Technology is developing at such a rate that a mere ‘good thought’ becomes a ‘great invention’ very quickly and then becomes a ‘fantastic idea’, which is instantly communicated to a global audience as something that must and will happen. There was a time not too long ago when prototypes and testing inventions would be more discreet and commercial practical applications properly considered before announcing it to the world (the DeLorean and the Sinclair C5 are two of the exceptions).
Not in the case of drones delivering parcels it would seem, as both Amazon and Google (as well as others) race to perfect the parcel delivery drone. ‘What a fantastic idea’ everyone cries, ‘whatever next, driverless delivery vehicles’? Well… yes; that is happening as well.
This article is not debating the physical constraints, or speed, altitude, GPS systems, anti-collision, remote cameras flying over your garden on a hot summer’s day and all the other technical and social issues; as they have been debated many times and will no doubt be debated many more. However, as with many great inventions, with what the inventors and researchers claim to be great commercial potential – where does the ‘value’ actually lie and who benefits? The purpose of this article is to debate, or at least identify, some of the commercial and human issues if we are to adopt this specific technology.
Who wants it?
Assume for one minute it will all actually be implemented and we have a logistics network and parcel distribution and delivery Utopia where there are no longer any delivery personnel. The drones deliver the parcel to your door intact and on time; if the parcel is too big for a drone then don’t worry as the driverless van will glide to your front door and text you to come outside and take your parcel from a hatch on the side of the vehicle. Who actually wants this, who asked for it and who said ‘we must have it’? Probably not the end customer and certainly not the majority of parcel carriers. It must have been those great commercially minded inventors who do not own, operate or have a substantial investment in a distribution and/or home delivery network.
Let’s start with the customers in this perfect future parcel delivery network. Did the customer ask for this by shouting down the telephone at the customer call centre ‘just deliver my parcel by robot or I wont accept it’! Was there a petition for the parcel industry to stop employing people and invest in drones and driverless vehicles? Who can the customer speak to on the doorstep if the delivery is wrong, do they reattach it to the drone (no – too many health and safety implications), or do they have to wait in for a collection by – dare I say it – a ‘human’? Not just any human but one that currently has a job delivering parcels and earning a wage with self-esteem as a contributor to the economy, whilst being able to support his or her family. This brings up a whole different discussion about unemployment levels and socioeconomics; but no need to digress into that level of detail at this stage – however tempting.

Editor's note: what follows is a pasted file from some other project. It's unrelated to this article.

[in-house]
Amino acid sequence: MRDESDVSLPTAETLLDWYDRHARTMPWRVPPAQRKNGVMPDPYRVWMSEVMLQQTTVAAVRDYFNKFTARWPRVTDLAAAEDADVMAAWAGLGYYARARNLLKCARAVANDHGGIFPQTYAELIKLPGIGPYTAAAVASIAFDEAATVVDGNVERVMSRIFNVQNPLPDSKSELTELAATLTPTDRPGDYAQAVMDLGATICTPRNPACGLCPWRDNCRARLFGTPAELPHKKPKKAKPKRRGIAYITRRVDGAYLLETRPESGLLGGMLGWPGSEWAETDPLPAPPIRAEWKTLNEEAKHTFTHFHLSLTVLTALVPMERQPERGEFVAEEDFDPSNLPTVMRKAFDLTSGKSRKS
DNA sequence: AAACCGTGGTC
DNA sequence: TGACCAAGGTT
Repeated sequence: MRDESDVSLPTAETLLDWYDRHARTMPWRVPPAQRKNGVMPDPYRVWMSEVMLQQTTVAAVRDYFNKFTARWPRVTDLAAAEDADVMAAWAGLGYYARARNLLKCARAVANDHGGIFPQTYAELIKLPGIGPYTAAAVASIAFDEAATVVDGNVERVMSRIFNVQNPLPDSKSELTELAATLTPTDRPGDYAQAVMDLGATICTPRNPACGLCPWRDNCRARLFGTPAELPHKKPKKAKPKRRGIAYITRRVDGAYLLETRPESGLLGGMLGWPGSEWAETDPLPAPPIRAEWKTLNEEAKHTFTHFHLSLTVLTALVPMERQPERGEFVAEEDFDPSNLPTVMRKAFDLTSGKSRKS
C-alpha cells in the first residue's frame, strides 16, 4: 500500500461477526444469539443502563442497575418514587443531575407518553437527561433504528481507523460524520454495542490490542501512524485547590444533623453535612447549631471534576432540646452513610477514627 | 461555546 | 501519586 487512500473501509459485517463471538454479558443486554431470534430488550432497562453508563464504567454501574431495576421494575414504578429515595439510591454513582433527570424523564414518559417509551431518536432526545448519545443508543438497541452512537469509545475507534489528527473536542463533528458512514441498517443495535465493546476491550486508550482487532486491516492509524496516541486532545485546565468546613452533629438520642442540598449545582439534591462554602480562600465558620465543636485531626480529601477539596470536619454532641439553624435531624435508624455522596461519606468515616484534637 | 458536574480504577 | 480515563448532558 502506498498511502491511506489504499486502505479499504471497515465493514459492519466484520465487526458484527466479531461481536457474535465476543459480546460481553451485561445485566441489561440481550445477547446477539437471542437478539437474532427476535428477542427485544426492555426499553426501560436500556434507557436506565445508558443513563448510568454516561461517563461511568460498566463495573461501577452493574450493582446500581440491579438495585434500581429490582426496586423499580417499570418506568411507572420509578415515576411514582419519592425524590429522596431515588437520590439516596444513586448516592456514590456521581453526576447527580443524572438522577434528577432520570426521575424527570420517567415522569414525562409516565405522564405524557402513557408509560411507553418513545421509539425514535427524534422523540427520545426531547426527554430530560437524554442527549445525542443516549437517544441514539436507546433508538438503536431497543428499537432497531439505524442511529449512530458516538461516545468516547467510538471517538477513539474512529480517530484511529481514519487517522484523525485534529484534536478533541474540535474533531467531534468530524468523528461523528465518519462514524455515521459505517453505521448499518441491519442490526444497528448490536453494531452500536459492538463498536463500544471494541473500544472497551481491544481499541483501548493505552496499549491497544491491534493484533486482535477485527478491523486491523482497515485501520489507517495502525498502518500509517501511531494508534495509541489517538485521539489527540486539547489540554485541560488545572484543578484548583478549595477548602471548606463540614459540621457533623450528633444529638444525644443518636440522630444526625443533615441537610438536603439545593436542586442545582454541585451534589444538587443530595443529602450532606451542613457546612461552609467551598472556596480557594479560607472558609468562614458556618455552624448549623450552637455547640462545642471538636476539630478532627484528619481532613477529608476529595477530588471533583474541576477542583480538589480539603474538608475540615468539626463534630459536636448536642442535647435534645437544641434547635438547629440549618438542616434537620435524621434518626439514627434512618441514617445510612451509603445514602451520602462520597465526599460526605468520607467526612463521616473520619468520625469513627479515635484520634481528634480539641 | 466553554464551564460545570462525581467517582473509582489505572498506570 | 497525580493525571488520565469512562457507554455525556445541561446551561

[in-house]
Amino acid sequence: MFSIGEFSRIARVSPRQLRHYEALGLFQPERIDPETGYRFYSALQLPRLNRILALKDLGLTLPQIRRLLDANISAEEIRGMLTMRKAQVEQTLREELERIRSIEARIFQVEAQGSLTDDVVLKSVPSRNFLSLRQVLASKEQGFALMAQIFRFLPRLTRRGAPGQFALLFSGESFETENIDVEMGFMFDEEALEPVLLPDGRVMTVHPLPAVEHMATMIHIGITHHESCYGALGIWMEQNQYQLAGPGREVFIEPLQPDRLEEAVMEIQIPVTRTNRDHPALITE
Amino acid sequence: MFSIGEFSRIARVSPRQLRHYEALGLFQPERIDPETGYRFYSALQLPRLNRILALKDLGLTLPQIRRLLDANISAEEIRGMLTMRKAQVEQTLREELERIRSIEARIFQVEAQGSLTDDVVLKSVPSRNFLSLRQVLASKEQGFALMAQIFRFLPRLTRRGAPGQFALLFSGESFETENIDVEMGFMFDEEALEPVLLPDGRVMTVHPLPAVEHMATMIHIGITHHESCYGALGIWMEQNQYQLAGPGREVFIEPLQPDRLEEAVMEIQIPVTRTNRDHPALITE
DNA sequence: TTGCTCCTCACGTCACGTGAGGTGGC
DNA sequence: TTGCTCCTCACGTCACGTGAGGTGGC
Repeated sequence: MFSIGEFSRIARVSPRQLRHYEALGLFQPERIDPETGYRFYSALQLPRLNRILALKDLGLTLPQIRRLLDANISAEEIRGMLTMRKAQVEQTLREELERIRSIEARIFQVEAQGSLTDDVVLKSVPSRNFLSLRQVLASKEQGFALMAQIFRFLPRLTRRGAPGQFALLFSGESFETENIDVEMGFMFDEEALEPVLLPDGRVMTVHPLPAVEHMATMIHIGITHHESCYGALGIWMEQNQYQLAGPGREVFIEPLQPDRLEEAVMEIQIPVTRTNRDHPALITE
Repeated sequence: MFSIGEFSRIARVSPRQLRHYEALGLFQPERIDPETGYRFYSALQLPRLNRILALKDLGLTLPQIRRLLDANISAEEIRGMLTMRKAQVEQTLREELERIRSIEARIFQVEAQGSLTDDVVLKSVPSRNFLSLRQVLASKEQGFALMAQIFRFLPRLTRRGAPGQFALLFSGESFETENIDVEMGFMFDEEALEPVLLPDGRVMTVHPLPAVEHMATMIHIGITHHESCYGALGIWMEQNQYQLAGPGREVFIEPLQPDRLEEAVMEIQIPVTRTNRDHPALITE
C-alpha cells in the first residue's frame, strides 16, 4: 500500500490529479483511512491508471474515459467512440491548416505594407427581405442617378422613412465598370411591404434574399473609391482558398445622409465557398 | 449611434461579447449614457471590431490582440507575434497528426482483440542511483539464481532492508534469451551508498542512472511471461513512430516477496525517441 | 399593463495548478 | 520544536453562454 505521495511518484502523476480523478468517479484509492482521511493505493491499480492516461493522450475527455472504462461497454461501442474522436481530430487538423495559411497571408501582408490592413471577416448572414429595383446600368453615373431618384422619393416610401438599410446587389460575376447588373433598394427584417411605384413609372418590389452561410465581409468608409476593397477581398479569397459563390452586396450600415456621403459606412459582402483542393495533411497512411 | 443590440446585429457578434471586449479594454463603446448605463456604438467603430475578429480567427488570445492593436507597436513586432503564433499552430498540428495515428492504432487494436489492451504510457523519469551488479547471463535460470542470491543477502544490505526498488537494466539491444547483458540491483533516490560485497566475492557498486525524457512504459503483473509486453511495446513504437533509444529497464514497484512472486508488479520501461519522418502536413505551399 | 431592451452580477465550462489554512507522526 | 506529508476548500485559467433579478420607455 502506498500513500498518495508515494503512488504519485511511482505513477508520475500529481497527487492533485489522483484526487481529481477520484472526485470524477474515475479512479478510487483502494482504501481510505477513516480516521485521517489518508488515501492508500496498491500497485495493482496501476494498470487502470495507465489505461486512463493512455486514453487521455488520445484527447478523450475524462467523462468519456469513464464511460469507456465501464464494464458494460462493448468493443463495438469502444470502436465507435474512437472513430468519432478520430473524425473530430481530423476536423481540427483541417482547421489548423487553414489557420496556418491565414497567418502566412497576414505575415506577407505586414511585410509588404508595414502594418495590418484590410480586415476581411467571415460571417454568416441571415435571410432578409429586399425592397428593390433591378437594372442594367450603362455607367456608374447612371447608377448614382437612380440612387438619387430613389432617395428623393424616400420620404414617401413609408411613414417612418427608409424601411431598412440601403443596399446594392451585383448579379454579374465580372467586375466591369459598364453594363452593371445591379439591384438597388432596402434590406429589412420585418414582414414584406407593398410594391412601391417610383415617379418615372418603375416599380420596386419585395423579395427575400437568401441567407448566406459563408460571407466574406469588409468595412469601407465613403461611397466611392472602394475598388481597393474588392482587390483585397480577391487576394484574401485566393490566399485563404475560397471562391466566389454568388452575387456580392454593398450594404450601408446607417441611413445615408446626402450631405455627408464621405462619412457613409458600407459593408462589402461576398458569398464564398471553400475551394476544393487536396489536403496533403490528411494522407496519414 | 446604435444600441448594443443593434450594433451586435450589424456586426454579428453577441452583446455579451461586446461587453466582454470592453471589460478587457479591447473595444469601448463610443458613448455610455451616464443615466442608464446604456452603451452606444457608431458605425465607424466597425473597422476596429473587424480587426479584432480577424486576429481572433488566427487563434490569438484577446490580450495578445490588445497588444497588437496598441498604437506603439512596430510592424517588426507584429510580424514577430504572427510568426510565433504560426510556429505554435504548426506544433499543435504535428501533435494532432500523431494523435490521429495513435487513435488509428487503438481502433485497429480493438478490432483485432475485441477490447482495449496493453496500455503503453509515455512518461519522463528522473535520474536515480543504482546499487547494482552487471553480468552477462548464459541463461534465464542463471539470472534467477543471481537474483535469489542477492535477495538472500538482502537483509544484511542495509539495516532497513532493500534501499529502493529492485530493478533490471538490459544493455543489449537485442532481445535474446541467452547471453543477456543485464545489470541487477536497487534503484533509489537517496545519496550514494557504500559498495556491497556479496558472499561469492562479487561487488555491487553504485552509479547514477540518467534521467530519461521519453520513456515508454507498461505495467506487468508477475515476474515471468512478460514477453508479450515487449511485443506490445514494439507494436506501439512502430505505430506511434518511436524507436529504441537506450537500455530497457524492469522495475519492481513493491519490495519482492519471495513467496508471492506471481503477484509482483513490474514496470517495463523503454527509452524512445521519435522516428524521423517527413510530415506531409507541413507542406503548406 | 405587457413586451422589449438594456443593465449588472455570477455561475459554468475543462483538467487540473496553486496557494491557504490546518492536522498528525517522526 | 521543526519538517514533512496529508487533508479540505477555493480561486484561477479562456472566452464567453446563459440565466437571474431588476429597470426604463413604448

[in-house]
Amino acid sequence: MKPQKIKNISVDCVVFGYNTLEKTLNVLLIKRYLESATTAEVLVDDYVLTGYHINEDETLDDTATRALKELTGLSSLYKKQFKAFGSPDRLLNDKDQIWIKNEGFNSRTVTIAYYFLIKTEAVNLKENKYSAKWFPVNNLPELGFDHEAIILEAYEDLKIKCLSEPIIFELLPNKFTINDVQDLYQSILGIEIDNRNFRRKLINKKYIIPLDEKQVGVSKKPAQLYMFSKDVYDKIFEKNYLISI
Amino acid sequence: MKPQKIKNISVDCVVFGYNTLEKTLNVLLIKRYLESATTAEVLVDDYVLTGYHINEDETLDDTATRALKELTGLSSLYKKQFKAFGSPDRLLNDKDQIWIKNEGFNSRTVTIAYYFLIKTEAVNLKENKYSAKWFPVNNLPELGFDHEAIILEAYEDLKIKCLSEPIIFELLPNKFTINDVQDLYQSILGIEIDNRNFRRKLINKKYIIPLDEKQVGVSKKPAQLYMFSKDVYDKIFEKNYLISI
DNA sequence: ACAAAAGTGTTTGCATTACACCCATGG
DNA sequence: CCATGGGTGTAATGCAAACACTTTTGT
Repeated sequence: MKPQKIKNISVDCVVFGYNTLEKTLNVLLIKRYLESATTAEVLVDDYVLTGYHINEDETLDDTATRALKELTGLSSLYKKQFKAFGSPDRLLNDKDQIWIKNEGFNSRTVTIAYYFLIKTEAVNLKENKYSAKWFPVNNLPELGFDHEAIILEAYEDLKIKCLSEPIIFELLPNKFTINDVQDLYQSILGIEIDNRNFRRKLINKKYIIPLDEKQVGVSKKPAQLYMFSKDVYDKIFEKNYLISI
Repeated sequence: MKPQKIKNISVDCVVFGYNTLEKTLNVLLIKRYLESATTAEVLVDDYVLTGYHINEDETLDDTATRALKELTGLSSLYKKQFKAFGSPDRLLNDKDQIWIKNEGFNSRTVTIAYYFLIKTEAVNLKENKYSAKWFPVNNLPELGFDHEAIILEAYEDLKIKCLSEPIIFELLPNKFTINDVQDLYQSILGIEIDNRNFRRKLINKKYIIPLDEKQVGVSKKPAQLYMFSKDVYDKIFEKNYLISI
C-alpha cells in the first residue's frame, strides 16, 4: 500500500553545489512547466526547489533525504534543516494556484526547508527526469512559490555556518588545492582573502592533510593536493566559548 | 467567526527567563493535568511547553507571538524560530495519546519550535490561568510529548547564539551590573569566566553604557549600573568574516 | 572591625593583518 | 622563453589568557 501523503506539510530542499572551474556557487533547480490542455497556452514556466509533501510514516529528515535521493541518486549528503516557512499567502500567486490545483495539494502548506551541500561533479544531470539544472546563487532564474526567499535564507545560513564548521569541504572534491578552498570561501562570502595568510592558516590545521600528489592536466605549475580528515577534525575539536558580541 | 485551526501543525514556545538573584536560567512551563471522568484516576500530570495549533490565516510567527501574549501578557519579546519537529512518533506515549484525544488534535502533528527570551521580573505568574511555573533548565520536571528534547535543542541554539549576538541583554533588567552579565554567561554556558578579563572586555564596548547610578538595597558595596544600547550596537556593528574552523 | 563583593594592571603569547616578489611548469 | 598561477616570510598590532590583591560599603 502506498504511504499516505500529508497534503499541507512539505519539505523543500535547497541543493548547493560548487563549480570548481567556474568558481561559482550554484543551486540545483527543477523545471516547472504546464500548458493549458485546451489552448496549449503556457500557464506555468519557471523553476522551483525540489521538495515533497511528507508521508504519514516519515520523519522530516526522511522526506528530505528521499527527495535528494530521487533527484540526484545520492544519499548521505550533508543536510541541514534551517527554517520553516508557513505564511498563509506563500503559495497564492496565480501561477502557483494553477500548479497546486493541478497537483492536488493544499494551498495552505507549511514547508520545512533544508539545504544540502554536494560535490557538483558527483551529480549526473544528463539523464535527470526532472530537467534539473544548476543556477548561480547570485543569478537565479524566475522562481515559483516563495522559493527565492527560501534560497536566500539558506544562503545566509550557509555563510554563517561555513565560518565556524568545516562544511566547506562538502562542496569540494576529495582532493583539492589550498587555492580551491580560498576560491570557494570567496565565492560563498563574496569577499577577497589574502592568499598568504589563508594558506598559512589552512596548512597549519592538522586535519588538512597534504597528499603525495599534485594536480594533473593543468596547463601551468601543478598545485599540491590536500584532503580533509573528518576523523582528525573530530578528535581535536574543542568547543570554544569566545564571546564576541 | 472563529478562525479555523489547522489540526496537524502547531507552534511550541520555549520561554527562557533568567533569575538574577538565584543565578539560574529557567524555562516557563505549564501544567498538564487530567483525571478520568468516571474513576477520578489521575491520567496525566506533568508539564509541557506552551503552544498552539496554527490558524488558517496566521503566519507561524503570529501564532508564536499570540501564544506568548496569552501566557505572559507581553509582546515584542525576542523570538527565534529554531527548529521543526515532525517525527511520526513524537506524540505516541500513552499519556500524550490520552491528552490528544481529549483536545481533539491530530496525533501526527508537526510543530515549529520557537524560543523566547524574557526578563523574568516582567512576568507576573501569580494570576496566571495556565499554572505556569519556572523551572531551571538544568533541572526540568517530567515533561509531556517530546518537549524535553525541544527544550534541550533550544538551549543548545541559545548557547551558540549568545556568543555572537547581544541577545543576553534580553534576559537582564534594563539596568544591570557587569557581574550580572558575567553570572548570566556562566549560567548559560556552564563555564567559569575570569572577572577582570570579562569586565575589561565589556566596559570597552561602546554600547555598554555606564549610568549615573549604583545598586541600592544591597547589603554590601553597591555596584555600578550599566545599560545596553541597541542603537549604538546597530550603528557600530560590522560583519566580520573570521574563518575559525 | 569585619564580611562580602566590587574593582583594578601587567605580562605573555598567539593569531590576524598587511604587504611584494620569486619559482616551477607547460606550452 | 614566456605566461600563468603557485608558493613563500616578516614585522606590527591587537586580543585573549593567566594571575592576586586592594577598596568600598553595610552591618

Quite simply the customer is being sold the concept of parcel delivery drones as the possible future of the industry and until such time as the customer actually has to interact with a robot then they will quite simply think ‘that sounds like a really cool idea’ and ‘wow, how Star Wars’ etc….
What about the people?
The main concern in this perfect delivery network would be for the parcel delivery company, or at least its employees. These are the same parcel companies that have smiling staff on their marketing and advertising material; they claim that the personal touch and their staff are the very backbone of their success; they have call centres who can talk with the driver; drivers who can make rational decisions about route planning based upon traffic and endless other variables when it comes to making a delivery. What happens to the teams of drivers, are they simply redundant, or does each one now sit at home and remotely control a drone or a driverless van?
Are the big internet retailers literally looking to cut out ‘the middle man’ and simply ignore the existing home delivery networks and do it themselves? Or will they force the parcel distribution industry to make potentially huge capital investment into drone technology (not to mention on-going software and hardware support). Parcel delivery and logistics networks are a whole industry which, although not completely at risk in this case, at the very least would have to change to an unrecognisable model compared to the people focused industry that it is today.
It seems more of a contest about who can develop the technology, as opposed to who can implement it as a practical and economically viable alternative to the multi-billion dollar global parcel logistics and distribution networks.
This short article is full of questions, no solutions or answers and may sound quite cynical, all of which is intentional as it is not really clear if the logistics and parcel delivery industry has really thought about this, or even really been consulted?
It is acknowledged that the technology exists as at least one major global parcel delivery company has tested drones for parcel delivery – but is anyone going to attempt to implement it, and if so have they told the labour unions?